Privacy Concerns of Cell Phone Searches
I’ve been arrested and the police have my cell phone. What stops them from searching it?
When you are arrested the Fourth Amendment to the United States Constitution and Article 1, Section 9 of the Texas Constitution restrict the police department’s ability to search all your possessions. Although the police may search the outside of your clothes and empty your pockets, State v. Granville limits searching your cell phone. The Court of Criminal Appeals, which is the highest criminal court in Texas, recently held that you have a reasonable expectation of privacy that prevents searching the contents of your phone. If the crime that is the reason for your arrest is unrelated to the contents of your phone the police cannot search your phone without having either exigent circumstances or a warrant.
For example, in State v. Granville, a young man was arrested for causing a disturbance on a bus. After being incarcerated at the jail, it came to the officer’s attention that there was a photograph on the young man’s phone that might be evidence of a criminal offense. However, the photograph on the phone was not evidence of causing a disturbance on a bus. Taking the initiative, a police officer retrieved the phone and searched its contents without either establishing exigent circumstance or securing a search warrant. Finding the potentially incriminating photograph, the young man was charged with Improper Photography, a state jail felony.
On appeal to the Court of Criminal Appeals the State of Texas’s lawyers argued that the young man did not have a reasonable expectation of privacy in the contents of his because the phone was lawfully in the possession of the jail. The State of Texas argued that there are not any circumstances which would prevent the State from searching property on a person arrested that is in the possession of the jail. However, the Court of Criminal Appeals reached a different conclusion. After reviewing the evidence and law, the Court of Criminal Appeals concluded that you do have a reasonable expectation of privacy in the contents of your phone that is protected by the Fourth Amendment to the United States Constitution and Article 1, Section 9 of the Texas Constitution. The Court of Criminal Appeals reasoned that a cell phone is the same as a desk, cabinet, satchel, or folder. They are the same because like a desk, cabinet, satchel, or folder your cell phone contains personal information that you don’t want shared with the world. People today keep medical information, credit card information, and private communications in the form of emails and text messages that were usually stored in desks, cabinets, satchels, or folders.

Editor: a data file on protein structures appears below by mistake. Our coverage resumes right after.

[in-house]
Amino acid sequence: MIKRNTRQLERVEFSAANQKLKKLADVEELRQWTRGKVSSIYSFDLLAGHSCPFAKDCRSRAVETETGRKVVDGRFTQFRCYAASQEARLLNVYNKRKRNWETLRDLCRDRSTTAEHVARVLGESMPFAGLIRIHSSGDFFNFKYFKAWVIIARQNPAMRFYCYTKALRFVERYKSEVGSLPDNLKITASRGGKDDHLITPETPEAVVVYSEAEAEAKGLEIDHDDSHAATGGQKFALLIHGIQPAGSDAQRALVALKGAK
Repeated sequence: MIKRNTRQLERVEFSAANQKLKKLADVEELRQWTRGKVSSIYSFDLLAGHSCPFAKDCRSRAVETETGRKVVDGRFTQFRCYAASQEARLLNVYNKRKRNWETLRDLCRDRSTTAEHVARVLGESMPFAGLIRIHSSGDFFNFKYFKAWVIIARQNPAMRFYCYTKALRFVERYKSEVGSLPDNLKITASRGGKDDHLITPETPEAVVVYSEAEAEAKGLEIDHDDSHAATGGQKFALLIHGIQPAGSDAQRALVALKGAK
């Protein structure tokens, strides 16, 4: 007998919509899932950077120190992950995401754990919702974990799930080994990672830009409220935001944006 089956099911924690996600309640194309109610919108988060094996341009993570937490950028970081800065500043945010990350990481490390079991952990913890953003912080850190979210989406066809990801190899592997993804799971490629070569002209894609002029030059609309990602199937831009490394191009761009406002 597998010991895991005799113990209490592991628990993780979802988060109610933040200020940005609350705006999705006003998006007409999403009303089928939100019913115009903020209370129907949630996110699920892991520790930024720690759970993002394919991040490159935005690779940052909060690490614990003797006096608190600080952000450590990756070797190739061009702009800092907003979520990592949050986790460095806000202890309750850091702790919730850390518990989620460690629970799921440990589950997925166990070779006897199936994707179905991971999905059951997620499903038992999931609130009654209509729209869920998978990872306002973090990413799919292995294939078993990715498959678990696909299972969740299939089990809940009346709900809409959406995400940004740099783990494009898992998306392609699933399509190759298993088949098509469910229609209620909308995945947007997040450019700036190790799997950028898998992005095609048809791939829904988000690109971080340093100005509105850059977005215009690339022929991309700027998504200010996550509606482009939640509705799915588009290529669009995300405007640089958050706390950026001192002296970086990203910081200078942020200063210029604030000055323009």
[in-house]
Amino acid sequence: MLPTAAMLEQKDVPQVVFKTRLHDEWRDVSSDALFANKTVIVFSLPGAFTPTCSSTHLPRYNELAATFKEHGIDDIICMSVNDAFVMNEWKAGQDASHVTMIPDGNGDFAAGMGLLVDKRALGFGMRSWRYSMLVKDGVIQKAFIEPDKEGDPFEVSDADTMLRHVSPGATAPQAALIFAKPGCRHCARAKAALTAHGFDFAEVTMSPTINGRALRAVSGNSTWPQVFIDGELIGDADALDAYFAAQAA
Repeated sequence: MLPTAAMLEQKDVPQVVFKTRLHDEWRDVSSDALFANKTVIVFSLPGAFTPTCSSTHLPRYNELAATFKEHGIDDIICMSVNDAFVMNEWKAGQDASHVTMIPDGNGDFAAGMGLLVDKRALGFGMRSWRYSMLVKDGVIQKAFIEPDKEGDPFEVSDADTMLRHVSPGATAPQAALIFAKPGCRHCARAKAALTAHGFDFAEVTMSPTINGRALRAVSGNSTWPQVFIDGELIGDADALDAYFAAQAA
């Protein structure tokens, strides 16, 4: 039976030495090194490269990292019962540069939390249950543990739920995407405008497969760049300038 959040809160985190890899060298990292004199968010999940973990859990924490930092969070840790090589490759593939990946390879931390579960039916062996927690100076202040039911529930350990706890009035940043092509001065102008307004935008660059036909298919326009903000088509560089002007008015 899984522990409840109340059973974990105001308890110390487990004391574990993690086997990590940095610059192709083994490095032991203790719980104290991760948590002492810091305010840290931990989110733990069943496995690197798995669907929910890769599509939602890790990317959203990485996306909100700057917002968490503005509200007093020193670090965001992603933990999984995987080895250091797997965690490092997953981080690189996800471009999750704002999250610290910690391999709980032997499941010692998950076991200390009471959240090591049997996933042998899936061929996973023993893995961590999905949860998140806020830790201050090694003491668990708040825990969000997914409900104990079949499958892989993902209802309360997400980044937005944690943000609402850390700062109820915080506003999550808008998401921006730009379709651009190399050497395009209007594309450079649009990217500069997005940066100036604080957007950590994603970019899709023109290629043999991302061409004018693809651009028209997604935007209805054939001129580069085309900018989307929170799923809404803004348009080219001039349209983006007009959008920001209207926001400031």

Have you been arrested? Did the police search your cell phone? After searching your cell phone were you charged with another crime? If you share the experience of the young man described in this article the attorneys at Guest and Gray Law Firm are your go to resource to combat the possibly illegal search of your private information. Contact the attorneys at Guest and Gray Law Firm for a consultation to help you protect your rights.